How do barcodes in items found in shops work? And how are they registered?

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How do barcodes in items found in shops work? And how are they registered?

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Barcode scanners have a laser. Since dark surfaces absorbs more light than the brighter gaps. The machine can “see” the line of stripes after all more light gets absorbed at the dark spots. This line isnt stupid it is made with logic behind it.. after all its a form of language..just how Morse code is a thing too. so a barcode scanner can make sense out of it.

Technically you can decode Barcodes and qr codes without the scanner per hand just by looking at it maybe a piece of paper to write along… you just gotta know how its set up and its quite the chore.

Every item in the store gets a number.

The code is just a very machine-readable way to encode this number

There is an international organization, called GS1. They assign 13 digit numbers, called GTINs. These numbers are printed on barcodes, they are unique for each product.

The first 3 digits of GTIN is a country code. When a country joins GS1, they get this 3 digits. Then they can sell numbers starting with this digits to companies: both local and foreign. Yes, the country code doesn’t need to correspond with the place where the product is made – it is absolutely legal to buy a number in one country , but use it in another!

When the company buys the code, they can print it on their product, send it to others, etc.

The shops’ point-of-sale, inventory control, and stock-ordering systems are computerized and share the same data. Every product has a number and description in the system. The store usually gets all this data from the vendors/distributors the store buys from.

As for how they are registered, a central organization called GS1 standardizes barcode schemes and item numbering systems. GS1 delegates authority to regional organizations, who in turn register manufacturers.

Each manufacturer gets a number and an allotment of item numbers. The manufacturer decides how to assign the item numbers to products. Most retail products have a 13-digit number called a GTIN or EAN.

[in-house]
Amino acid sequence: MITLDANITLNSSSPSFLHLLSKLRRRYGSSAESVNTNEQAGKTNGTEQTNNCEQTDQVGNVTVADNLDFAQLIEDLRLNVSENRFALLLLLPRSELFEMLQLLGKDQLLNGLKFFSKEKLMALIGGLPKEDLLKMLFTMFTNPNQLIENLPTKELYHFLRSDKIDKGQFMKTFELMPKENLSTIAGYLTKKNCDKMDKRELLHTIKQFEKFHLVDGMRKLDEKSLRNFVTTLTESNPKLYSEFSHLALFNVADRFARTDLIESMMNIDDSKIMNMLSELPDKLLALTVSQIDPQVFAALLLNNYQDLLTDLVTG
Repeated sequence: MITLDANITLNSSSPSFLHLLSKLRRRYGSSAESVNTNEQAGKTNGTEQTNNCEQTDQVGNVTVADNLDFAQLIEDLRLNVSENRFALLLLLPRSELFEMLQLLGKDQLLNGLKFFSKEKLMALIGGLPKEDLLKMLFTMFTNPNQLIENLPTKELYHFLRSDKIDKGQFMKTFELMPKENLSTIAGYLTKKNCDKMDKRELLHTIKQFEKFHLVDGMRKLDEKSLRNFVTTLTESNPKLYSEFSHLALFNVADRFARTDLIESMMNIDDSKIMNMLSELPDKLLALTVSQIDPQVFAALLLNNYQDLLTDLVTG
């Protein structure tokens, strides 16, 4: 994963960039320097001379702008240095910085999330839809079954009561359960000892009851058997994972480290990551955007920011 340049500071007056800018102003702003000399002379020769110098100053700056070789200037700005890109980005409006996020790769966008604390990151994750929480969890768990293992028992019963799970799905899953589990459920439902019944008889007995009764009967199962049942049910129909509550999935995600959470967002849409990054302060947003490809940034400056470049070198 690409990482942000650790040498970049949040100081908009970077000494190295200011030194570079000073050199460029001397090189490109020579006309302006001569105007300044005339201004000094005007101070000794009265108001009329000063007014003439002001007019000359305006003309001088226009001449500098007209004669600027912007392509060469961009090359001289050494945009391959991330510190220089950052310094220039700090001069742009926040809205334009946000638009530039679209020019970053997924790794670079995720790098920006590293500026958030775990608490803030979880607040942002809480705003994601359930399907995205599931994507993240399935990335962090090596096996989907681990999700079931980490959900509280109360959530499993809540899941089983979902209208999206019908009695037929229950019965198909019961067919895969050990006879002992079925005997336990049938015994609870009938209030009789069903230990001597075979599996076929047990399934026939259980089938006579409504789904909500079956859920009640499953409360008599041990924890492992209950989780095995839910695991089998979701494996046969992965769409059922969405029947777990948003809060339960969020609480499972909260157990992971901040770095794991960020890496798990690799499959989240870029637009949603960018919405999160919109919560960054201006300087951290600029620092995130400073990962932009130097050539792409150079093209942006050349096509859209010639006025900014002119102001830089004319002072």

The actual numbering system is complicated, but it can be thought of as basically a leading digit to indicate the general region of the world, then some digits for the manufacturer, then some digits for the item, and then a “check digit” which is just calculated from the others.

This 13-digit number is encoded and printed on the item as a set of 2-dimensional, machine-readable bars. Human-readable digits are often printed below; they’re for manual keying-in if the scanner is broken.

The slightly older North American UPC standard was 12 digits, with no region code. Each digit is directly represented by a pattern of black and white lines. EAN expanded on this by making the last 6 digits be represented by one of 10 different sets of patterns; an EAN scanner can then infer the leading digit (the region code) from which pattern set was used. If the original UPC patterns were used, the region code was interpreted as zero.

Prior to the 2000s, a typical UPC scanner only knew about the original patterns and couldn’t read most EANs. But EAN is the standard nowadays; scanners know the patterns and always interpret the bars as a 13-digit EAN…even if they call it a UPC, and even if the barcode is printed in the old UPC-A format. UPC-A has some superficial differences to the standard EAN barcodes, like taller lines and a different layout of the human-readable part. For backward compatibility, some modern scanners can be programmed to report only 12 digits if the leading digit is zero.

13 digits is a lot, but not enough for some products, like books, so these may have supplemental numbers encoded in a mini barcode that comes after the main one.

Barcodes are registered with the GS1, a not-for-profit organization that manages the global supply chain. Barcodes are assigned to products by manufacturers who then print the barcodes on product packaging. When a product is scanned at a store, the barcode is read and the product information is looked up in a database.